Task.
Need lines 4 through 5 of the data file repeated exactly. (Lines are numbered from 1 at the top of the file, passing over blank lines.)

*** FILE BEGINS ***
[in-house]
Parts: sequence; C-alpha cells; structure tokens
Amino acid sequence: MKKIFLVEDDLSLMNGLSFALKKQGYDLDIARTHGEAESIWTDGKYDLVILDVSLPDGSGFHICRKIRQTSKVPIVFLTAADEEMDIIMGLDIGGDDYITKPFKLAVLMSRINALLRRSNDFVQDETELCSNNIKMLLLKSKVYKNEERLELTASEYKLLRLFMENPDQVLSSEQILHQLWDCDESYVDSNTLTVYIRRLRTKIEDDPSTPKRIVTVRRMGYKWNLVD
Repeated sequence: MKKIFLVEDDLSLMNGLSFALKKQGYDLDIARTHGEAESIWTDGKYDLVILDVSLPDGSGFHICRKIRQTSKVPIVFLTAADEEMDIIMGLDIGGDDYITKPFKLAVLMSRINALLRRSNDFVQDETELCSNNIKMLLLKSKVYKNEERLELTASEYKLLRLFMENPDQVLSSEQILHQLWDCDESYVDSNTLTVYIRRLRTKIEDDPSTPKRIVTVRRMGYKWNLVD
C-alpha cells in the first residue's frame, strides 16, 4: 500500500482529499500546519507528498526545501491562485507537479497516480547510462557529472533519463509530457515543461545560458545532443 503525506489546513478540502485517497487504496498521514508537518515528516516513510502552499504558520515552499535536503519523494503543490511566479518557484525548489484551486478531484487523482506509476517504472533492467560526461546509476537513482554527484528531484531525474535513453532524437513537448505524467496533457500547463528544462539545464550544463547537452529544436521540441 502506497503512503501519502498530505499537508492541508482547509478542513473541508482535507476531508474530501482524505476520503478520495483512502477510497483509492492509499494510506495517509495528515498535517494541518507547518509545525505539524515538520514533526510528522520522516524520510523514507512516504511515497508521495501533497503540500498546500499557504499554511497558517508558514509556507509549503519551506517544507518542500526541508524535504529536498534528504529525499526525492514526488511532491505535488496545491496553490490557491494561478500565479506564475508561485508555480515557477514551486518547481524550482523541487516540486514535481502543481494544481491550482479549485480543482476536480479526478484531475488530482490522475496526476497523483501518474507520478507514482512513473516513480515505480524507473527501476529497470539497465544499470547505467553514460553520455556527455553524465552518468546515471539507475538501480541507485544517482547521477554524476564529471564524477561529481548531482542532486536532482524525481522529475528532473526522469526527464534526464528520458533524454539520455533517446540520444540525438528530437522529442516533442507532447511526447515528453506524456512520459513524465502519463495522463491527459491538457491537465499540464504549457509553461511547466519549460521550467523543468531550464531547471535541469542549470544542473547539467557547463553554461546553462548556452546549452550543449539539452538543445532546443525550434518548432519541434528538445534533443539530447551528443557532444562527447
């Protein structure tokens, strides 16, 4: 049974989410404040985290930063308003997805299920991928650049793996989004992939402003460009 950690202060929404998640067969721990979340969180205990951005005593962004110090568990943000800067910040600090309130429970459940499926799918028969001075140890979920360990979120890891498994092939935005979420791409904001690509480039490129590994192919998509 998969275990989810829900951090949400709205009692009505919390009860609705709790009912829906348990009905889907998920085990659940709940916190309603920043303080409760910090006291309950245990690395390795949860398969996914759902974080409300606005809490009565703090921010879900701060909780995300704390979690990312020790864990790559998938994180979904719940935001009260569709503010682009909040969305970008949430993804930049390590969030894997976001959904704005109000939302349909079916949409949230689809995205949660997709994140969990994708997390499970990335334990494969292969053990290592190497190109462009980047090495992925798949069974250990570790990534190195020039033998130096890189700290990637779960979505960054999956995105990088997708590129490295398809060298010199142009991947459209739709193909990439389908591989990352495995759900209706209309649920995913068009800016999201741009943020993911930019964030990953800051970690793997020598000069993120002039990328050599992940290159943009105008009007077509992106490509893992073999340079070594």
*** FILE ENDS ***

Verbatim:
Repeated sequence: MKKIFLVEDDLSLMNGLSFALKKQGYDLDIARTHGEAESIWTDGKYDLVILDVSLPDGSGFHICRKIRQTSKVPIVFLTAADEEMDIIMGLDIGGDDYITKPFKLAVLMSRINALLRRSNDFVQDETELCSNNIKMLLLKSKVYKNEERLELTASEYKLLRLFMENPDQVLSSEQILHQLWDCDESYVDSNTLTVYIRRLRTKIEDDPSTPKRIVTVRRMGYKWNLVD
C-alpha cells in the first residue's frame, strides 16, 4: 500500500482529499500546519507528498526545501491562485507537479497516480547510462557529472533519463509530457515543461545560458545532443 503525506489546513478540502485517497487504496498521514508537518515528516516513510502552499504558520515552499535536503519523494503543490511566479518557484525548489484551486478531484487523482506509476517504472533492467560526461546509476537513482554527484528531484531525474535513453532524437513537448505524467496533457500547463528544462539545464550544463547537452529544436521540441 502506497503512503501519502498530505499537508492541508482547509478542513473541508482535507476531508474530501482524505476520503478520495483512502477510497483509492492509499494510506495517509495528515498535517494541518507547518509545525505539524515538520514533526510528522520522516524520510523514507512516504511515497508521495501533497503540500498546500499557504499554511497558517508558514509556507509549503519551506517544507518542500526541508524535504529536498534528504529525499526525492514526488511532491505535488496545491496553490490557491494561478500565479506564475508561485508555480515557477514551486518547481524550482523541487516540486514535481502543481494544481491550482479549485480543482476536480479526478484531475488530482490522475496526476497523483501518474507520478507514482512513473516513480515505480524507473527501476529497470539497465544499470547505467553514460553520455556527455553524465552518468546515471539507475538501480541507485544517482547521477554524476564529471564524477561529481548531482542532486536532482524525481522529475528532473526522469526527464534526464528520458533524454539520455533517446540520444540525438528530437522529442516533442507532447511526447515528453506524456512520459513524465502519463495522463491527459491538457491537465499540464504549457509553461511547466519549460521550467523543468531550464531547471535541469542549470544542473547539467557547463553554461546553462548556452546549452550543449539539452538543445532546443525550434518548432519541434528538445534533443539530447551528443557532444562527447